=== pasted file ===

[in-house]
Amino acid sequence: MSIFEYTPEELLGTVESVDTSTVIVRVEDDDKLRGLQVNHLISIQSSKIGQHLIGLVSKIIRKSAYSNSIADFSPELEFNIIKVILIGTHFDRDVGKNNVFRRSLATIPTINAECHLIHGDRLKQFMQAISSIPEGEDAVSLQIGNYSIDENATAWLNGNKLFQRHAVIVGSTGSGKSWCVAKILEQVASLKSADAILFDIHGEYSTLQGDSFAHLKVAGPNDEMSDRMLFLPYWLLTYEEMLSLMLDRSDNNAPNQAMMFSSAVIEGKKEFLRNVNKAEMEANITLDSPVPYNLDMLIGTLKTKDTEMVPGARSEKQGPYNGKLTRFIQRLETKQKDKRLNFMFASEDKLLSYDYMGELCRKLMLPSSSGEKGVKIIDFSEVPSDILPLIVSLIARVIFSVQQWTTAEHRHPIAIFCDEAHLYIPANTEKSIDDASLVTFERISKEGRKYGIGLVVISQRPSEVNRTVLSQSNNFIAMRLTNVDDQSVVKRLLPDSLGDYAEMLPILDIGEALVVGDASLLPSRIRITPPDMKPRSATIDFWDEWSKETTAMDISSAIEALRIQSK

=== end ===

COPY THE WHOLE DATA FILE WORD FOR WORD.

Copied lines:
[in-house]
Amino acid sequence: MSIFEYTPEELLGTVESVDTSTVIVRVEDDDKLRGLQVNHLISIQSSKIGQHLIGLVSKIIRKSAYSNSIADFSPELEFNIIKVILIGTHFDRDVGKNNVFRRSLATIPTINAECHLIHGDRLKQFMQAISSIPEGEDAVSLQIGNYSIDENATAWLNGNKLFQRHAVIVGSTGSGKSWCVAKILEQVASLKSADAILFDIHGEYSTLQGDSFAHLKVAGPNDEMSDRMLFLPYWLLTYEEMLSLMLDRSDNNAPNQAMMFSSAVIEGKKEFLRNVNKAEMEANITLDSPVPYNLDMLIGTLKTKDTEMVPGARSEKQGPYNGKLTRFIQRLETKQKDKRLNFMFASEDKLLSYDYMGELCRKLMLPSSSGEKGVKIIDFSEVPSDILPLIVSLIARVIFSVQQWTTAEHRHPIAIFCDEAHLYIPANTEKSIDDASLVTFERISKEGRKYGIGLVVISQRPSEVNRTVLSQSNNFIAMRLTNVDDQSVVKRLLPDSLGDYAEMLPILDIGEALVVGDASLLPSRIRITPPDMKPRSATIDFWDEWSKETTAMDISSAIEALRIQSK